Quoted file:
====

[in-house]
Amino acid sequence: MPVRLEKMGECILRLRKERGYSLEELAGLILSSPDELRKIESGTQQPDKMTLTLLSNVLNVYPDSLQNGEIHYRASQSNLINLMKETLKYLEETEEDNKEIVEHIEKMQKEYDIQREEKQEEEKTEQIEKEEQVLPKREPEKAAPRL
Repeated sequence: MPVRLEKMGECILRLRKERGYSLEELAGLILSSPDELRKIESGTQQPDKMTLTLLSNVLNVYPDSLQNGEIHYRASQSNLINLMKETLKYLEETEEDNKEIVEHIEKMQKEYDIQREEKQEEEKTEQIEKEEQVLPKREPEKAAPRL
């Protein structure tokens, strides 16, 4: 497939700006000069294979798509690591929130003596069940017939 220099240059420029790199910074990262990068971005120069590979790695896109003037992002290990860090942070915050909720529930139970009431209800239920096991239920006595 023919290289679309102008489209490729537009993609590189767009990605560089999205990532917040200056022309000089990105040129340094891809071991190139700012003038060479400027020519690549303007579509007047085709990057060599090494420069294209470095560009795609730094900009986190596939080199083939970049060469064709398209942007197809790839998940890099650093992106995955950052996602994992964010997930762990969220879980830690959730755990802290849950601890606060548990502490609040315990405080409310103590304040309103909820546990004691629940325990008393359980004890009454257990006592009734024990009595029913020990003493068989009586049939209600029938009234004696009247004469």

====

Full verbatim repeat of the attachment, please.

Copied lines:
[in-house]
Amino acid sequence: MPVRLEKMGECILRLRKERGYSLEELAGLILSSPDELRKIESGTQQPDKMTLTLLSNVLNVYPDSLQNGEIHYRASQSNLINLMKETLKYLEETEEDNKEIVEHIEKMQKEYDIQREEKQEEEKTEQIEKEEQVLPKREPEKAAPRL
Repeated sequence: MPVRLEKMGECILRLRKERGYSLEELAGLILSSPDELRKIESGTQQPDKMTLTLLSNVLNVYPDSLQNGEIHYRASQSNLINLMKETLKYLEETEEDNKEIVEHIEKMQKEYDIQREEKQEEEKTEQIEKEEQVLPKREPEKAAPRL
């Protein structure tokens, strides 16, 4: 497939700006000069294979798509690591929130003596069940017939 220099240059420029790199910074990262990068971005120069590979790695896109003037992002290990860090942070915050909720529930139970009431209800239920096991239920006595 023919290289679309102008489209490729537009993609590189767009990605560089999205990532917040200056022309000089990105040129340094891809071991190139700012003038060479400027020519690549303007579509007047085709990057060599090494420069294209470095560009795609730094900009986190596939080199083939970049060469064709398209942007197809790839998940890099650093992106995955950052996602994992964010997930762990969220879980830690959730755990802290849950601890606060548990502490609040315990405080409310103590304040309103909820546990004691629940325990008393359980004890009454257990006592009734024990009595029913020990003493068989009586049939209600029938009234004696009247004469």